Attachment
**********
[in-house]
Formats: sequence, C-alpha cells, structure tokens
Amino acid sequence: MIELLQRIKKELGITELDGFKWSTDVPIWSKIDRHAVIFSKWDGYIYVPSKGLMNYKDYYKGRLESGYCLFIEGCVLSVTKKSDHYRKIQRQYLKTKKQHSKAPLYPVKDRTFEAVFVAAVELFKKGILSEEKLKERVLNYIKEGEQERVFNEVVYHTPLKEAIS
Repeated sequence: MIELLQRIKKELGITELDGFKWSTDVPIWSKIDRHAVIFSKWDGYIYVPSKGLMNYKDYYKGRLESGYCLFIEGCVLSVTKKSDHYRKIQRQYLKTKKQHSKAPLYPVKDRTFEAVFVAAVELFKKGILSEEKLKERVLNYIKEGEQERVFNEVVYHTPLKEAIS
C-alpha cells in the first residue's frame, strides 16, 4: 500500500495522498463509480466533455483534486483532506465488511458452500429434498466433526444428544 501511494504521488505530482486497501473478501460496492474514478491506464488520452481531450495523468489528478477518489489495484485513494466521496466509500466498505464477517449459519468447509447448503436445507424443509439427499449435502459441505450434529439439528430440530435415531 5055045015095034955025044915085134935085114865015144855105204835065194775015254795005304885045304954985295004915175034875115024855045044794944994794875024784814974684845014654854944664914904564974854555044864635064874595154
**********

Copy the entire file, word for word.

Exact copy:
[in-house]
Formats: sequence, C-alpha cells, structure tokens
Amino acid sequence: MIELLQRIKKELGITELDGFKWSTDVPIWSKIDRHAVIFSKWDGYIYVPSKGLMNYKDYYKGRLESGYCLFIEGCVLSVTKKSDHYRKIQRQYLKTKKQHSKAPLYPVKDRTFEAVFVAAVELFKKGILSEEKLKERVLNYIKEGEQERVFNEVVYHTPLKEAIS
Repeated sequence: MIELLQRIKKELGITELDGFKWSTDVPIWSKIDRHAVIFSKWDGYIYVPSKGLMNYKDYYKGRLESGYCLFIEGCVLSVTKKSDHYRKIQRQYLKTKKQHSKAPLYPVKDRTFEAVFVAAVELFKKGILSEEKLKERVLNYIKEGEQERVFNEVVYHTPLKEAIS
C-alpha cells in the first residue's frame, strides 16, 4: 500500500495522498463509480466533455483534486483532506465488511458452500429434498466433526444428544 501511494504521488505530482486497501473478501460496492474514478491506464488520452481531450495523468489528478477518489489495484485513494466521496466509500466498505464477517449459519468447509447448503436445507424443509439427499449435502459441505450434529439439528430440530435415531 5055045015095034955025044915085134935085114865015144855105204835065194775015254795005304885045304954985295004915175034875115024855045044794944994794875024784814974684845014654854944664914904564974854555044864635064874595154